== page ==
Can you believe there are still people out there who think estate planning is only necessary for the wealthy? That is not true. A basic estate plan is a must for everyone to lessen uncertainty, eliminate unnecessary costs and decrease the stress that can occur for loved ones after an individual passes away.
The Chicago Daily Herald’s article, “Estate planning basics and avoiding probate with a living trust,” explains that the first step in the estate planning process is preparing a list of your assets. You should review the assets you have and how they’re titled. Once you have this set, think about what you want to happen to your assets after you die.
A basic estate plan is going to have a will. This document explains what you want done with your property after your death. A will is filed with the court upon your passing, and the executor of the will distributes your assets according to the will’s terms. Probate is a legal process whereby the courts determine how to distribute assets titled in your name among your heirs. Probate records are public records that anyone can access. The process takes approximately four to six months at a minimum, although it can often take longer. Probate is frequently required, if the total value of the probate assets exceeds a set amount, or if there is any real estate.
Assets that are held individually with no named beneficiary will go through probate. However, not all assets must go through probate. Qualified assets, such as life insurance, annuities, IRAs, and 401(k)s with named beneficiaries, will go directly to those named beneficiary(s) and will avoid probate. Those assets that have a payable on death or transfer on death designation will also pass directly to the named beneficiary(s) and avoid probate. This could be a checking or savings account. Finally, assets that are held jointly with rights of survivorship will go to the survivor. This is commonly the family home.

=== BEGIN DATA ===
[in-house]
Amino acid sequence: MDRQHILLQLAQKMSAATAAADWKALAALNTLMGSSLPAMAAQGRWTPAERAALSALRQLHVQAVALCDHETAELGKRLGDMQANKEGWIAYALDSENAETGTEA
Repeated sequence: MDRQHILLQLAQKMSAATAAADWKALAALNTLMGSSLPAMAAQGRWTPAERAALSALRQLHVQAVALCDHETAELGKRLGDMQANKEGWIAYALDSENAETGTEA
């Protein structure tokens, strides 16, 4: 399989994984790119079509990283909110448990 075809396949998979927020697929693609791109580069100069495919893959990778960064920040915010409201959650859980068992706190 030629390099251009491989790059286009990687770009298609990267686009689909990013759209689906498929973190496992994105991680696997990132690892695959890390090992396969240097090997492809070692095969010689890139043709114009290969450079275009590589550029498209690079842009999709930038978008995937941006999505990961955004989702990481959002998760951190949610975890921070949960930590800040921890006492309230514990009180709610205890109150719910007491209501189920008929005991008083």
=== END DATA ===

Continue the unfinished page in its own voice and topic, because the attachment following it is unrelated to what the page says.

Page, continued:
A Living Trust
Another option, if you’d like to keep your affairs private and have your assets pass to the intended beneficiaries without probate, is to consider a living trust as part of your estate plan. A living trust, like your will, is also a document that states where you want your assets to go after you pass. A few of the benefits of a living trust include privacy, the ability to entrust a family member, friend, or corporate trustee to distribute your assets after you die, rather than a probate judge, and saving time, money, and headaches when it is time to distribute assets after your death.
Reference: (Chicago) Daily Herald (December 22, 2016) “Estate planning basics and avoiding probate with a living trust”